We would like to highlight additional aspects of our study. Besides the application to fMRI-DTI data fusion, mCCA+jICA can be used to analyze various combinations of multimodal data too, such as fMRI with EEG/MEG, or genetic data. Furthermore, this approach is not limited to two-way fusion, but can potentially be extended to 3-way or N-way fusion of multiple data types by replacing the multimodal CCA with multi-set CCA (Li, et al. 2009b); e.g., combining fMRI, sMRI and genetic data to construct a broad function-structure-genetics network, thus arguing for widespread utilization of the proposed method.
Another interesting future direction is to further examine the subgroup differences within patients, e.g., BPs with/without psychotic features, by applying the proposed model, which might optimally separate a larger-sample size of BPs, though in current case we did not find very significant differences between these two subgroups.
A possible limitation is that mCCA+jICA works on extracted features of the original imaging data. In our case, a “feature” is a distilled dataset representing the interesting part of each modality and tends to be more tractable than working with the large-scale original data due to the reduced dimension, e.g. 4D fMRI data (Calhoun and Adali 2009). Hence the main reason to use features is to provide a simpler space in which to link the data. The trade-off is that some information may be lost. However there is considerable evidence that the use of features is quite useful. For example, for task-related fMRI data, the contrast maps depict the cortical regions representing the task effect in relation to an experimental baseline, which already utilize the temporal information. In a recent PNAS paper (Smith, et al. 2009), which used ICA on rest data and on task blobs (in the case of task blobs, even more information was lost than we used) and they found nearly identical resting fMRI patterns from the task blobs, motivating the use of features.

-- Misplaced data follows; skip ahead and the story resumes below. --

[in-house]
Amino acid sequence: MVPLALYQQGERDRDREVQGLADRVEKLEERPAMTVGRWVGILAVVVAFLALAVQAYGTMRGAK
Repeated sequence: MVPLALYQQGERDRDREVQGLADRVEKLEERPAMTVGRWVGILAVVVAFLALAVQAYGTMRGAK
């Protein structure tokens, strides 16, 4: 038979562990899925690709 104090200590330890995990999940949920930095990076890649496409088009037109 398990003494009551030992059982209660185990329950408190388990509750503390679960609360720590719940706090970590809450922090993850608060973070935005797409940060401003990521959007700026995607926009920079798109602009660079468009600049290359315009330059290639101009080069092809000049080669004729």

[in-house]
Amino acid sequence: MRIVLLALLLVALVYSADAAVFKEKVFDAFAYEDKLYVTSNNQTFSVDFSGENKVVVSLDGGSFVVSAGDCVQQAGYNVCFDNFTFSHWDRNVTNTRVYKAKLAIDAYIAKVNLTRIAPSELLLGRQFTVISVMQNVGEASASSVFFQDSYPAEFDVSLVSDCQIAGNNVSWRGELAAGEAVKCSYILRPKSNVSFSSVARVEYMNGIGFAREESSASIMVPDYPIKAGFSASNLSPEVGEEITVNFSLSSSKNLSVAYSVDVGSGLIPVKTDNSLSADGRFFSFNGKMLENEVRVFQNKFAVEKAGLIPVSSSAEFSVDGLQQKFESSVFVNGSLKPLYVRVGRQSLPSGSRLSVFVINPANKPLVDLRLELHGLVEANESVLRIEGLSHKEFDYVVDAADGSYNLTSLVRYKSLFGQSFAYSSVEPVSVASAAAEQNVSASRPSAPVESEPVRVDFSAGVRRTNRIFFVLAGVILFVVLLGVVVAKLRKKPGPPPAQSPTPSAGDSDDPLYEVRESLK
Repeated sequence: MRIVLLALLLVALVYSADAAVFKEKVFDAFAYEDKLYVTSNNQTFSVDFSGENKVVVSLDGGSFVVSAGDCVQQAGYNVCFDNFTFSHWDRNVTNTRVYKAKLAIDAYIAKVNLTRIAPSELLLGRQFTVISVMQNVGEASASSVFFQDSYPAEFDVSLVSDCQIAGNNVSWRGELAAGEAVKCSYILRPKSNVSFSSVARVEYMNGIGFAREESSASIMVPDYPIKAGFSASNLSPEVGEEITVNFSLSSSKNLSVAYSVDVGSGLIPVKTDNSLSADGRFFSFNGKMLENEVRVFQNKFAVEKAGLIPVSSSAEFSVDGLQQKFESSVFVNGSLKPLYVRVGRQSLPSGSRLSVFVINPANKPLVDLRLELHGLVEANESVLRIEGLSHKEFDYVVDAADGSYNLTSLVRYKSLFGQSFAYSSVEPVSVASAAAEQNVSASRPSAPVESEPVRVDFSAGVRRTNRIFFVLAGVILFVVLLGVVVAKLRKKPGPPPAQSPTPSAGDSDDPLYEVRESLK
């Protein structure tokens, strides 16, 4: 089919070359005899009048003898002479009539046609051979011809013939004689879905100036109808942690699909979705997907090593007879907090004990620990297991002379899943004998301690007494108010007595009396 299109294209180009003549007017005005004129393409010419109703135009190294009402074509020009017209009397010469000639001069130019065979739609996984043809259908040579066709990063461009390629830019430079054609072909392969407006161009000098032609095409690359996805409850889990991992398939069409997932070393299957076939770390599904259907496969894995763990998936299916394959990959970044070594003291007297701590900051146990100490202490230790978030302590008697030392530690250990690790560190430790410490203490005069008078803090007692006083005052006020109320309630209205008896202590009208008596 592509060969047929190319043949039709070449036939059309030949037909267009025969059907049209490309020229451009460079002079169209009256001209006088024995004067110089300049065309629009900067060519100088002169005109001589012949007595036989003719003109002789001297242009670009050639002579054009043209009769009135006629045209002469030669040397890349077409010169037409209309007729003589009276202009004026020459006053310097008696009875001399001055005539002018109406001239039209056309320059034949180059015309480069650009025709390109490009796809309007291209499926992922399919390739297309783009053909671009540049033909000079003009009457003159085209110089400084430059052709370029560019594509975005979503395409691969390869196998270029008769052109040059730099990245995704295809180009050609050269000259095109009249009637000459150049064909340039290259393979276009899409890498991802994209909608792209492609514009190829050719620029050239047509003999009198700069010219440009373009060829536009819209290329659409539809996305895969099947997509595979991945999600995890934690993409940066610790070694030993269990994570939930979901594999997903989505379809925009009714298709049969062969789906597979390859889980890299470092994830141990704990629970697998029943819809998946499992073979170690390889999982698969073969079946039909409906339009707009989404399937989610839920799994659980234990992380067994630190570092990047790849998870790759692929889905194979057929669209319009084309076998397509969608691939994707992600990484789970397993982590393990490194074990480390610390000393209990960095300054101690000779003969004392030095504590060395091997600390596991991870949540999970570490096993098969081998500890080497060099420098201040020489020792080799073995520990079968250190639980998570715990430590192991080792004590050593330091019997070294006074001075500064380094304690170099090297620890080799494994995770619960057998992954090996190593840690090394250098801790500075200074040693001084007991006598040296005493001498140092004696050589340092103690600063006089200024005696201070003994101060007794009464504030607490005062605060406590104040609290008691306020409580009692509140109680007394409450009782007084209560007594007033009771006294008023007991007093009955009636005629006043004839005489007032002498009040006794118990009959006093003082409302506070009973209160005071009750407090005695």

Our approach is also suitable for resting-state fMRI, we can perform an ICA on the original 4D data and then use the ICA components as input. This has been done for default mode in the joint ICA context in multiple papers including (Franco, et al. 2008). Similar work has also been done by (Smith, et al. 2009).
In conclusion, studies featuring combination of DTI and fMRI information prove to be fruitful for a more informative understanding of bipolar disorder and schizophrenia. In this paper, we developed an mCCA+jICA model that takes advantage of two multivariate approaches and enables more flexibility in statistical assumptions, promising for wider applications in neuroimaging community. Our application highlighted data from two illnesses and two modalities, and was analyzed carefully to uncover multiple types of group differences in the brain, including amplitude, spatial distribution, age effects and functional-structural relationships. We identified several group-discriminating aspects that replicated previous reports, implying that while SZ and BP show differences in regions including parahippocampal gyrus and visual cortex, they also share several common abnormalities in frontal brain mechanisms and in prefrontal thalamic white matter tracts. Such observations add to our understanding of the neural correlates of both disorders and may have utility as potential brain illness biomarkers.
This work was supported by the National Institutes of Health grants R01MH072681-01 (to Kiehl, K.A.) R01EB 006841 and R01EB 005846 (to Calhoun VD), DOE grant DE-FG02-08ER64581 (to Sui J) and R01MH43775, R01MH074797 and R01MH077945 (to Pearlson GD). We thank the research staff at the Olin Neuropsychiatric Research Center who helped collect and check the data. We also appreciate the advices given by Yi-Ou Li at UCSF and Nicolle Correa at UMBC.